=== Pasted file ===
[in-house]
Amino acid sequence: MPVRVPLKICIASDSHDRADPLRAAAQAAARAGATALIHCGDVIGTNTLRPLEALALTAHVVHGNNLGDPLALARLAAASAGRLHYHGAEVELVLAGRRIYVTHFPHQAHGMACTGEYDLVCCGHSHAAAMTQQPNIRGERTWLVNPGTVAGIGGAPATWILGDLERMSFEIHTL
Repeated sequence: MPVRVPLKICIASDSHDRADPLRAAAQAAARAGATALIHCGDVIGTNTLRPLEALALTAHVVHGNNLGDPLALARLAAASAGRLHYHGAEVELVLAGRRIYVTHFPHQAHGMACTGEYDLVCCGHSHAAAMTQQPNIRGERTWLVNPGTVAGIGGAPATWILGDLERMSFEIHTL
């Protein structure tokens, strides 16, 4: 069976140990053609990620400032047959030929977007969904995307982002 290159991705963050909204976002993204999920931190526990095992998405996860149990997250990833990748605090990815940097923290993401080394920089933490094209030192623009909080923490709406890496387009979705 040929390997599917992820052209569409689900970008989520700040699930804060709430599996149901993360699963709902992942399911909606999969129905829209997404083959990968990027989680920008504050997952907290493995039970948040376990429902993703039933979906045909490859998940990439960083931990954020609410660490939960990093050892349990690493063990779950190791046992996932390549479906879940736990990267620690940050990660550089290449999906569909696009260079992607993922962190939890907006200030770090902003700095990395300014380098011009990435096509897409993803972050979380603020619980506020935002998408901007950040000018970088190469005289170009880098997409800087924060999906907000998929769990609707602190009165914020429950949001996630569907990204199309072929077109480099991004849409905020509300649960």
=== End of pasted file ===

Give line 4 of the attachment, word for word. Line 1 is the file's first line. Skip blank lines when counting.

């Protein structure tokens, strides 16, 4: 069976140990053609990620400032047959030929977007969904995307982002 290159991705963050909204976002993204999920931190526990095992998405996860149990997250990833990748605090990815940097923290993401080394920089933490094209030192623009909080923490709406890496387009979705 040929390997599917992820052209569409689900970008989520700040699930804060709430599996149901993360699963709902992942399911909606999969129905829209997404083959990968990027989680920008504050997952907290493995039970948040376990429902993703039933979906045909490859998940990439960083931990954020609410660490939960990093050892349990690493063990779950190791046992996932390549479906879940736990990267620690940050990660550089290449999906569909696009260079992607993922962190939890907006200030770090902003700095990395300014380098011009990435096509897409993803972050979380603020619980506020935002998408901007950040000018970088190469005289170009880098997409800087924060999906907000998929769990609707602190009165914020429950949001996630569907990204199309072929077109480099991004849409905020509300649960």